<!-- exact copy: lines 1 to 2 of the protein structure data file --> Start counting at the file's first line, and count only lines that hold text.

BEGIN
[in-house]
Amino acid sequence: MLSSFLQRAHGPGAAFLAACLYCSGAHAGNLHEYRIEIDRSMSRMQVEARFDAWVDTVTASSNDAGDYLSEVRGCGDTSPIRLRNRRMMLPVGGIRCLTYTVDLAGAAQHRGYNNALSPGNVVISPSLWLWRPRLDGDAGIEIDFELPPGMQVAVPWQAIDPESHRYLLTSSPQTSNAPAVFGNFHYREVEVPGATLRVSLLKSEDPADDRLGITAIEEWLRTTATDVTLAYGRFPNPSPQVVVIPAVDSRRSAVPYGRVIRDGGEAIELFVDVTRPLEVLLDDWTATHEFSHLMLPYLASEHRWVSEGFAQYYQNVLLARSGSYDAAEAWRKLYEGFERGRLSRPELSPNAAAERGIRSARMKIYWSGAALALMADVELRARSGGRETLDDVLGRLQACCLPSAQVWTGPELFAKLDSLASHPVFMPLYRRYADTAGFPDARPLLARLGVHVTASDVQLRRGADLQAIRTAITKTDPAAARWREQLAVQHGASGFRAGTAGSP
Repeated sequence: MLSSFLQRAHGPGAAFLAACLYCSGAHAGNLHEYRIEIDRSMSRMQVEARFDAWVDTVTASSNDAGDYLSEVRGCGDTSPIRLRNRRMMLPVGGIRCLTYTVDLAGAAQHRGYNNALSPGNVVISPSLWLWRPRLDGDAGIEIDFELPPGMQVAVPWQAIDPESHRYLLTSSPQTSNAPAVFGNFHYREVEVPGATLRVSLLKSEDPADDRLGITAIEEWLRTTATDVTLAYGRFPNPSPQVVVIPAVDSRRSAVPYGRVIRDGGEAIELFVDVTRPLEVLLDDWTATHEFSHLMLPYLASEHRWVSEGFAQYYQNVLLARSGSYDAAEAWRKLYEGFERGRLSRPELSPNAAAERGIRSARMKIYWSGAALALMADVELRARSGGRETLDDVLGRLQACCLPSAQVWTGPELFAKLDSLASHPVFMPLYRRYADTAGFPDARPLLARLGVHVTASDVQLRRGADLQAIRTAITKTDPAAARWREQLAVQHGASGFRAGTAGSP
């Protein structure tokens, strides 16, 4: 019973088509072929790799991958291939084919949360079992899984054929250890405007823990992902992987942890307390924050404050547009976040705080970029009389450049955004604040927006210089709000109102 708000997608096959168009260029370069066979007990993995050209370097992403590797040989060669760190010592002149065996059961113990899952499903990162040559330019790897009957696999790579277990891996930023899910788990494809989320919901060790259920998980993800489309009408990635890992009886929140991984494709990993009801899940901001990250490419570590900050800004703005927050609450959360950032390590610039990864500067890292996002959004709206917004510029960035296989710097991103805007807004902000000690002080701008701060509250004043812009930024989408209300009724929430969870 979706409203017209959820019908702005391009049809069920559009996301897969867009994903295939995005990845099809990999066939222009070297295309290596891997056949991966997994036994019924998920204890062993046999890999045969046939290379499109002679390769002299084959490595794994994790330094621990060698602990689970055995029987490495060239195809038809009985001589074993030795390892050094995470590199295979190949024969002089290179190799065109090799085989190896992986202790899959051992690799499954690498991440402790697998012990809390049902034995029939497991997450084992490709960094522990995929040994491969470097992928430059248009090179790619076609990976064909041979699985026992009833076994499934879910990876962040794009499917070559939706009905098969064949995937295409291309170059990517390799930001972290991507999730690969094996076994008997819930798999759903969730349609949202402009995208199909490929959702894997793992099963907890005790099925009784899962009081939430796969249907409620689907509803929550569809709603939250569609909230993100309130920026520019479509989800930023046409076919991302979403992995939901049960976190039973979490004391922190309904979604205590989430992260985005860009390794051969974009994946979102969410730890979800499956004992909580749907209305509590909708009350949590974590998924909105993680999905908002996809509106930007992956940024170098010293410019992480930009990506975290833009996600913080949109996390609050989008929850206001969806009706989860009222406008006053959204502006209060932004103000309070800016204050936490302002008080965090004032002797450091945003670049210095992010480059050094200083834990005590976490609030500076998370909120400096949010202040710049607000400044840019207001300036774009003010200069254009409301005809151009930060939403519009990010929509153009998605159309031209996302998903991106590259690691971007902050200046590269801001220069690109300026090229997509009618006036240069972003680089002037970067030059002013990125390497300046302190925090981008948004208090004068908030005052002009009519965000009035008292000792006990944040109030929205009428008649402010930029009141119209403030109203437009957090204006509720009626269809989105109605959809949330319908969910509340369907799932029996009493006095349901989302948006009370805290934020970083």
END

[in-house]
Amino acid sequence: MLSSFLQRAHGPGAAFLAACLYCSGAHAGNLHEYRIEIDRSMSRMQVEARFDAWVDTVTASSNDAGDYLSEVRGCGDTSPIRLRNRRMMLPVGGIRCLTYTVDLAGAAQHRGYNNALSPGNVVISPSLWLWRPRLDGDAGIEIDFELPPGMQVAVPWQAIDPESHRYLLTSSPQTSNAPAVFGNFHYREVEVPGATLRVSLLKSEDPADDRLGITAIEEWLRTTATDVTLAYGRFPNPSPQVVVIPAVDSRRSAVPYGRVIRDGGEAIELFVDVTRPLEVLLDDWTATHEFSHLMLPYLASEHRWVSEGFAQYYQNVLLARSGSYDAAEAWRKLYEGFERGRLSRPELSPNAAAERGIRSARMKIYWSGAALALMADVELRARSGGRETLDDVLGRLQACCLPSAQVWTGPELFAKLDSLASHPVFMPLYRRYADTAGFPDARPLLARLGVHVTASDVQLRRGADLQAIRTAITKTDPAAARWREQLAVQHGASGFRAGTAGSP